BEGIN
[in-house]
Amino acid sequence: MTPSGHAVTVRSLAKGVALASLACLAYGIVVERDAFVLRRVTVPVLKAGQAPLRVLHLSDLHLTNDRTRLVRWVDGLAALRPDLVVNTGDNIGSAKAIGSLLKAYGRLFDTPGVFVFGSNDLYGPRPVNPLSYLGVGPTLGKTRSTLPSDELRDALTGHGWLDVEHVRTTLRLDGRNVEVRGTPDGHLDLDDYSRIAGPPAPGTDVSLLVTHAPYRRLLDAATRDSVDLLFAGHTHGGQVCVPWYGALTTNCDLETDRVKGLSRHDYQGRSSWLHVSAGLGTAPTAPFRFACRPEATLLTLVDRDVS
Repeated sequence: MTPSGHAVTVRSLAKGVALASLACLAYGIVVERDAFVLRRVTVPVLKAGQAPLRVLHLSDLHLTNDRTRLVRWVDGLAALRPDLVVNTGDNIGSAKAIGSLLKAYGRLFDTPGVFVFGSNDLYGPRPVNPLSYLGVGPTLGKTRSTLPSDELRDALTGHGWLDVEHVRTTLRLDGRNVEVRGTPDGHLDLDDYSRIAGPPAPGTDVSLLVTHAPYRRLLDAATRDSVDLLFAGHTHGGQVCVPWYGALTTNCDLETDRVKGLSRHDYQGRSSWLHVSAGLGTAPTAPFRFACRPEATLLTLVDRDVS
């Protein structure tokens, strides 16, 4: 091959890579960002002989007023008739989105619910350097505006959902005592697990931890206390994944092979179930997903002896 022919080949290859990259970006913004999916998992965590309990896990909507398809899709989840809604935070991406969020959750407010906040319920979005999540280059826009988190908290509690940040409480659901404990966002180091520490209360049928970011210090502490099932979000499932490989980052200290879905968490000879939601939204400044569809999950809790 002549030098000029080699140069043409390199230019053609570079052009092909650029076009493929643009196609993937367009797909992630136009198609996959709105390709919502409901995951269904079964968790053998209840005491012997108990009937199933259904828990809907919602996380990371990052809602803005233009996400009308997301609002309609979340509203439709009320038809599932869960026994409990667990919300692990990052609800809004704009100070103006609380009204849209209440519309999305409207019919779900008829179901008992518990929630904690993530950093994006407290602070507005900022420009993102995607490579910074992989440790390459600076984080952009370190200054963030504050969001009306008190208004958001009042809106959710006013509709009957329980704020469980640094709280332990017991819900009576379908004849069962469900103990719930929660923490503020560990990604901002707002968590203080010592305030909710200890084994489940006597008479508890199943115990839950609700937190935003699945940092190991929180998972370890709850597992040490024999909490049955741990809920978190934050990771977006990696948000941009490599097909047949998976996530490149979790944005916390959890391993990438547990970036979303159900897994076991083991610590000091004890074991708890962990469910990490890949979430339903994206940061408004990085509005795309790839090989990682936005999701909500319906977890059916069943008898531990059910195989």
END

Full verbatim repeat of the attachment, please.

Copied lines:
[in-house]
Amino acid sequence: MTPSGHAVTVRSLAKGVALASLACLAYGIVVERDAFVLRRVTVPVLKAGQAPLRVLHLSDLHLTNDRTRLVRWVDGLAALRPDLVVNTGDNIGSAKAIGSLLKAYGRLFDTPGVFVFGSNDLYGPRPVNPLSYLGVGPTLGKTRSTLPSDELRDALTGHGWLDVEHVRTTLRLDGRNVEVRGTPDGHLDLDDYSRIAGPPAPGTDVSLLVTHAPYRRLLDAATRDSVDLLFAGHTHGGQVCVPWYGALTTNCDLETDRVKGLSRHDYQGRSSWLHVSAGLGTAPTAPFRFACRPEATLLTLVDRDVS
Repeated sequence: MTPSGHAVTVRSLAKGVALASLACLAYGIVVERDAFVLRRVTVPVLKAGQAPLRVLHLSDLHLTNDRTRLVRWVDGLAALRPDLVVNTGDNIGSAKAIGSLLKAYGRLFDTPGVFVFGSNDLYGPRPVNPLSYLGVGPTLGKTRSTLPSDELRDALTGHGWLDVEHVRTTLRLDGRNVEVRGTPDGHLDLDDYSRIAGPPAPGTDVSLLVTHAPYRRLLDAATRDSVDLLFAGHTHGGQVCVPWYGALTTNCDLETDRVKGLSRHDYQGRSSWLHVSAGLGTAPTAPFRFACRPEATLLTLVDRDVS
């Protein structure tokens, strides 16, 4: 091959890579960002002989007023008739989105619910350097505006959902005592697990931890206390994944092979179930997903002896 022919080949290859990259970006913004999916998992965590309990896990909507398809899709989840809604935070991406969020959750407010906040319920979005999540280059826009988190908290509690940040409480659901404990966002180091520490209360049928970011210090502490099932979000499932490989980052200290879905968490000879939601939204400044569809999950809790 002549030098000029080699140069043409390199230019053609570079052009092909650029076009493929643009196609993937367009797909992630136009198609996959709105390709919502409901995951269904079964968790053998209840005491012997108990009937199933259904828990809907919602996380990371990052809602803005233009996400009308997301609002309609979340509203439709009320038809599932869960026994409990667990919300692990990052609800809004704009100070103006609380009204849209209440519309999305409207019919779900008829179901008992518990929630904690993530950093994006407290602070507005900022420009993102995607490579910074992989440790390459600076984080952009370190200054963030504050969001009306008190208004958001009042809106959710006013509709009957329980704020469980640094709280332990017991819900009576379908004849069962469900103990719930929660923490503020560990990604901002707002968590203080010592305030909710200890084994489940006597008479508890199943115990839950609700937190935003699945940092190991929180998972370890709850597992040490024999909490049955741990809920978190934050990771977006990696948000941009490599097909047949998976996530490149979790944005916390959890391993990438547990970036979303159900897994076991083991610590000091004890074991708890962990469910990490890949979430339903994206940061408004990085509005795309790839090989990682936005999701909500319906977890059916069943008898531990059910195989």